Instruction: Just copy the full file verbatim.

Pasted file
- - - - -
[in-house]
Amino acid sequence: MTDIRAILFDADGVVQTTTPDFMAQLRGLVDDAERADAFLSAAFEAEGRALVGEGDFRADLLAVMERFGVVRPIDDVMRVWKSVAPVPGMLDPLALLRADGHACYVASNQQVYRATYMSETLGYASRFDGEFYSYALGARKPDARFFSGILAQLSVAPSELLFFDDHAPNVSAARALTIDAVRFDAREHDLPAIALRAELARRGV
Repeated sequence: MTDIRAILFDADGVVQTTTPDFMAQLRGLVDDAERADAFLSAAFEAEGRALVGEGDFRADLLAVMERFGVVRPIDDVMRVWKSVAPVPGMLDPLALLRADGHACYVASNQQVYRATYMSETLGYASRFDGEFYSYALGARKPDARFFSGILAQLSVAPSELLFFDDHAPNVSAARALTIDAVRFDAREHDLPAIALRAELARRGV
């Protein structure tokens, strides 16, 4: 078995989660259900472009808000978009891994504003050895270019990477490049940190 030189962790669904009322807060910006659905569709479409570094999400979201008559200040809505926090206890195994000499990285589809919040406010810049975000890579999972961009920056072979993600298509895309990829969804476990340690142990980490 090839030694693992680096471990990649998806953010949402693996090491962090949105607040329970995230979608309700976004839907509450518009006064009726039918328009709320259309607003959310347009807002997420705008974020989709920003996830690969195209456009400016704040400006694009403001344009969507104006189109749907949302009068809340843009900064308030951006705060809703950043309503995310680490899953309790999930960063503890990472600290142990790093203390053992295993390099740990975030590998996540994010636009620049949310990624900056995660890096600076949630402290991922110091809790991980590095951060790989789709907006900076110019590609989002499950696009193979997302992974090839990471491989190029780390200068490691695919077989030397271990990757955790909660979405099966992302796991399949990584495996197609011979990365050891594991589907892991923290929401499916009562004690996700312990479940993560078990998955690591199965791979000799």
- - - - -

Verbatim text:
[in-house]
Amino acid sequence: MTDIRAILFDADGVVQTTTPDFMAQLRGLVDDAERADAFLSAAFEAEGRALVGEGDFRADLLAVMERFGVVRPIDDVMRVWKSVAPVPGMLDPLALLRADGHACYVASNQQVYRATYMSETLGYASRFDGEFYSYALGARKPDARFFSGILAQLSVAPSELLFFDDHAPNVSAARALTIDAVRFDAREHDLPAIALRAELARRGV
Repeated sequence: MTDIRAILFDADGVVQTTTPDFMAQLRGLVDDAERADAFLSAAFEAEGRALVGEGDFRADLLAVMERFGVVRPIDDVMRVWKSVAPVPGMLDPLALLRADGHACYVASNQQVYRATYMSETLGYASRFDGEFYSYALGARKPDARFFSGILAQLSVAPSELLFFDDHAPNVSAARALTIDAVRFDAREHDLPAIALRAELARRGV
């Protein structure tokens, strides 16, 4: 078995989660259900472009808000978009891994504003050895270019990477490049940190 030189962790669904009322807060910006659905569709479409570094999400979201008559200040809505926090206890195994000499990285589809919040406010810049975000890579999972961009920056072979993600298509895309990829969804476990340690142990980490 090839030694693992680096471990990649998806953010949402693996090491962090949105607040329970995230979608309700976004839907509450518009006064009726039918328009709320259309607003959310347009807002997420705008974020989709920003996830690969195209456009400016704040400006694009403001344009969507104006189109749907949302009068809340843009900064308030951006705060809703950043309503995310680490899953309790999930960063503890990472600290142990790093203390053992295993390099740990975030590998996540994010636009620049949310990624900056995660890096600076949630402290991922110091809790991980590095951060790989789709907006900076110019590609989002499950696009193979997302992974090839990471491989190029780390200068490691695919077989030397271990990757955790909660979405099966992302796991399949990584495996197609011979990365050891594991589907892991923290929401499916009562004690996700312990479940993560078990998955690591199965791979000799």